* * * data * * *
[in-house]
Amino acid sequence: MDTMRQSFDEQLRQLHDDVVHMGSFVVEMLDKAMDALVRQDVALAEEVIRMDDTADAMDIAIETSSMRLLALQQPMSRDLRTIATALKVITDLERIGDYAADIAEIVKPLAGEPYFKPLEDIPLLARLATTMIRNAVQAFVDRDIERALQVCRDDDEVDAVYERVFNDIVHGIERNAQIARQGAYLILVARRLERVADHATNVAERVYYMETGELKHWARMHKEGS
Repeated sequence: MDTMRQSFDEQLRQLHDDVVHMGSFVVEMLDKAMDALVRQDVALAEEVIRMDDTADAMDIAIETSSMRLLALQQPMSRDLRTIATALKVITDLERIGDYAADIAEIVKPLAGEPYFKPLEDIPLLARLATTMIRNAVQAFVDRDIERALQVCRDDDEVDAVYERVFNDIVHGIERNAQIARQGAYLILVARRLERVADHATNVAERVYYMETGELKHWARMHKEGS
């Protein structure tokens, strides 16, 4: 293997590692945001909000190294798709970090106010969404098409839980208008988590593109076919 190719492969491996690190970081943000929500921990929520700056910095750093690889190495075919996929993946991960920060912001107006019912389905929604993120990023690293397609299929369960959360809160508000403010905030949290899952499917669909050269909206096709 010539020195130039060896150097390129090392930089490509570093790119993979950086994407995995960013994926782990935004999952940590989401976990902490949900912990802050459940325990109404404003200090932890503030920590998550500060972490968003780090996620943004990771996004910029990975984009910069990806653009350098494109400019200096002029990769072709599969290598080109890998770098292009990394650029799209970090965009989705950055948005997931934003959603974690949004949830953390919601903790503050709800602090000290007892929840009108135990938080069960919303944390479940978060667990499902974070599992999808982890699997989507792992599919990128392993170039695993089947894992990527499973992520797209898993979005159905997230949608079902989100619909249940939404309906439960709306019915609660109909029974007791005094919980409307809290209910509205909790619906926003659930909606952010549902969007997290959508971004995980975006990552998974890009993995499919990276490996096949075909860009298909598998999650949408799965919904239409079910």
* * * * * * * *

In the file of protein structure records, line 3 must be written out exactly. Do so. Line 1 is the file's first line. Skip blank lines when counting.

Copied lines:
Repeated sequence: MDTMRQSFDEQLRQLHDDVVHMGSFVVEMLDKAMDALVRQDVALAEEVIRMDDTADAMDIAIETSSMRLLALQQPMSRDLRTIATALKVITDLERIGDYAADIAEIVKPLAGEPYFKPLEDIPLLARLATTMIRNAVQAFVDRDIERALQVCRDDDEVDAVYERVFNDIVHGIERNAQIARQGAYLILVARRLERVADHATNVAERVYYMETGELKHWARMHKEGS